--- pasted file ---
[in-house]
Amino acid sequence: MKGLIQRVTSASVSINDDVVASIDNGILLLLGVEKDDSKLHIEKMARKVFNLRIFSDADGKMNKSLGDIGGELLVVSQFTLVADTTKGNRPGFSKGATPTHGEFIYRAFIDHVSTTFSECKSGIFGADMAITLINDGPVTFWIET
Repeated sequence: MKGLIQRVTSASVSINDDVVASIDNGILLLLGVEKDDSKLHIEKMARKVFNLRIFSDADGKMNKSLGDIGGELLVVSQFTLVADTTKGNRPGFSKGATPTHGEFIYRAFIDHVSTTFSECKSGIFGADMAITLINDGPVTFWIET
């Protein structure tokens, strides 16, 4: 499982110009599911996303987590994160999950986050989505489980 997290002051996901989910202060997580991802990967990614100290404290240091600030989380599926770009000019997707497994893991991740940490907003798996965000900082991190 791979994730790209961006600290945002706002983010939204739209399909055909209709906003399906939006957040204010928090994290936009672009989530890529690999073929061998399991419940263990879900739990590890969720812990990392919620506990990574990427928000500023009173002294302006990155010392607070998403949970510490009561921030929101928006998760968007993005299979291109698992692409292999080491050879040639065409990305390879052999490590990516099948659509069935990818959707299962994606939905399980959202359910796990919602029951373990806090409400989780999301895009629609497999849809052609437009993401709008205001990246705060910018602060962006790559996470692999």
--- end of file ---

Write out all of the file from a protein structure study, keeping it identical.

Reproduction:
[in-house]
Amino acid sequence: MKGLIQRVTSASVSINDDVVASIDNGILLLLGVEKDDSKLHIEKMARKVFNLRIFSDADGKMNKSLGDIGGELLVVSQFTLVADTTKGNRPGFSKGATPTHGEFIYRAFIDHVSTTFSECKSGIFGADMAITLINDGPVTFWIET
Repeated sequence: MKGLIQRVTSASVSINDDVVASIDNGILLLLGVEKDDSKLHIEKMARKVFNLRIFSDADGKMNKSLGDIGGELLVVSQFTLVADTTKGNRPGFSKGATPTHGEFIYRAFIDHVSTTFSECKSGIFGADMAITLINDGPVTFWIET
């Protein structure tokens, strides 16, 4: 499982110009599911996303987590994160999950986050989505489980 997290002051996901989910202060997580991802990967990614100290404290240091600030989380599926770009000019997707497994893991991740940490907003798996965000900082991190 791979994730790209961006600290945002706002983010939204739209399909055909209709906003399906939006957040204010928090994290936009672009989530890529690999073929061998399991419940263990879900739990590890969720812990990392919620506990990574990427928000500023009173002294302006990155010392607070998403949970510490009561921030929101928006998760968007993005299979291109698992692409292999080491050879040639065409990305390879052999490590990516099948659509069935990818959707299962994606939905399980959202359910796990919602029951373990806090409400989780999301895009629609497999849809052609437009993401709008205001990246705060910018602060962006790559996470692999």